Not only does Tuttle aptly describe the experience of authentic movement in those words, but also he lives that experience in his continued involvement with drawing. In Richard Schiff’s essay, “It Shows”, he remarks on his willingness to let his drawing lead him, and admits that his understanding of his own artwork comes later (258-259). Schiff equates Tuttle’s process to dreaming, where it happens from an unknown place in a way that is coherent as it happens, but may not be understood to the conscious mind until later. Tuttle is willing to trust and to follow. This leads to remarkable places, according to Tuttle: “‘Suddenly you get into a whole new world, which is like when you fall in love with someone and even love what you don’t like. ‘ Unreserved, love is beyond prediction and projection” (Grynsztejn 259).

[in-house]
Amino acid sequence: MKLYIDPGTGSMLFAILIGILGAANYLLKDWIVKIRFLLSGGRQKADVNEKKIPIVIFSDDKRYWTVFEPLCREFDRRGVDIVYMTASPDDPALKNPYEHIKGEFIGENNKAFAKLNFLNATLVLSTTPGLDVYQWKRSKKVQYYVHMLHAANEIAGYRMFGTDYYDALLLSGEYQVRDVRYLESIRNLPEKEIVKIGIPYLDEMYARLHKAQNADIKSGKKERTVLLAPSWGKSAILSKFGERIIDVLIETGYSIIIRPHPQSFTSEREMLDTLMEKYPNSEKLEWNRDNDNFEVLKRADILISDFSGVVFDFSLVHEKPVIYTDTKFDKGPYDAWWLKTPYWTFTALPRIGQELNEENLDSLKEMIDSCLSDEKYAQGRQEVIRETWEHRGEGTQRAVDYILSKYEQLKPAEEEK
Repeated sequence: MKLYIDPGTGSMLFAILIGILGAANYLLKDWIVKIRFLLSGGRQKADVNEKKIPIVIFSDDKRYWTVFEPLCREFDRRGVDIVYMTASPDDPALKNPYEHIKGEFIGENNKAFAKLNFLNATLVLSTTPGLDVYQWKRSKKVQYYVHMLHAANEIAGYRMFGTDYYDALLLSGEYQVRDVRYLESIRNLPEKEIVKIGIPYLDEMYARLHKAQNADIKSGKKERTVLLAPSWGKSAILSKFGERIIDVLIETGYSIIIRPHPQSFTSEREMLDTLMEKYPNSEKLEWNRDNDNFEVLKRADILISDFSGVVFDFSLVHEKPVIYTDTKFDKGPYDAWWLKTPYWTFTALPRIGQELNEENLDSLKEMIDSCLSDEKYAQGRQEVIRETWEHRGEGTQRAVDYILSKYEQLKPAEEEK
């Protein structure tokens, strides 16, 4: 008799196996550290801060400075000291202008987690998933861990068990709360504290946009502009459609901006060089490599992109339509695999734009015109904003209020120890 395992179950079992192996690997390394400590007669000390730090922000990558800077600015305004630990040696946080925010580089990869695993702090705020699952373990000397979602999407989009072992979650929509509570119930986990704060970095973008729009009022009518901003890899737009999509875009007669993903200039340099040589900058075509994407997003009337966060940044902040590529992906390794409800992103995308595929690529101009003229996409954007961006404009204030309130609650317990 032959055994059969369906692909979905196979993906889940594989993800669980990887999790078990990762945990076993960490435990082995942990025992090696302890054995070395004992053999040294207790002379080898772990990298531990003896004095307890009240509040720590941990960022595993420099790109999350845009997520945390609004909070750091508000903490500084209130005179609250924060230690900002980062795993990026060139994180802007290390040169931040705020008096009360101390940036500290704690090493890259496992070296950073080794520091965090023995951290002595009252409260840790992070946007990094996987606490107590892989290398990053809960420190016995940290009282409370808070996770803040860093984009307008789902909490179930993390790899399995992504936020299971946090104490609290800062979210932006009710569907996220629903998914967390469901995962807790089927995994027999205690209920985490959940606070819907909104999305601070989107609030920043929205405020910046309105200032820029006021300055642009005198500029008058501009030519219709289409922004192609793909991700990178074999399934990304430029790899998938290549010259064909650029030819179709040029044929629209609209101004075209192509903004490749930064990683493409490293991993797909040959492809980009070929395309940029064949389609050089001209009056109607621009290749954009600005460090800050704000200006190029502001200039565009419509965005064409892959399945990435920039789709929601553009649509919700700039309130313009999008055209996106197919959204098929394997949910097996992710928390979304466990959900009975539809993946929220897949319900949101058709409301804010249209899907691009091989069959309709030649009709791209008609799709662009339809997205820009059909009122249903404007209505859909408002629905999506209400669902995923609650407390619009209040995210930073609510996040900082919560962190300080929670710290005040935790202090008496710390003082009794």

According to Tuttle, his work is ahead of him; he is constantly catching up to what he has created. Like the dancer who is moved to move and then can later assess the dance, Tuttle is moved to create works. The creation of the work is the beginning of the understanding. “Having been created, a work of art just begins.”(Schiff 263)
Even when Tuttle hangs his work to show it, he describes the experience as if the work leads him: “’One remarkable phenomenon of my work is its love of being hung at a height of fifty-four inches from the floor.’” This height, that is lower than the height art is normally hung, activates the body and makes the work more accessible to the hand. The experience of viewing the work changes and engages the viewer more fully, which seems to somehow “…expand a person’s contact with the totality of human existence.” (Schiff 271)
Richard Tuttle’s work started small scale; much of his work continues to be
intimate. By comparison, Jessica Stockholder began large. Her first noteworthy piece was mounted on the side of her father’s garage in Vancouver in 1983 and consisted of a queen size mattress and paint that coated areas of the building and it’s roof as well as the adjacent grass.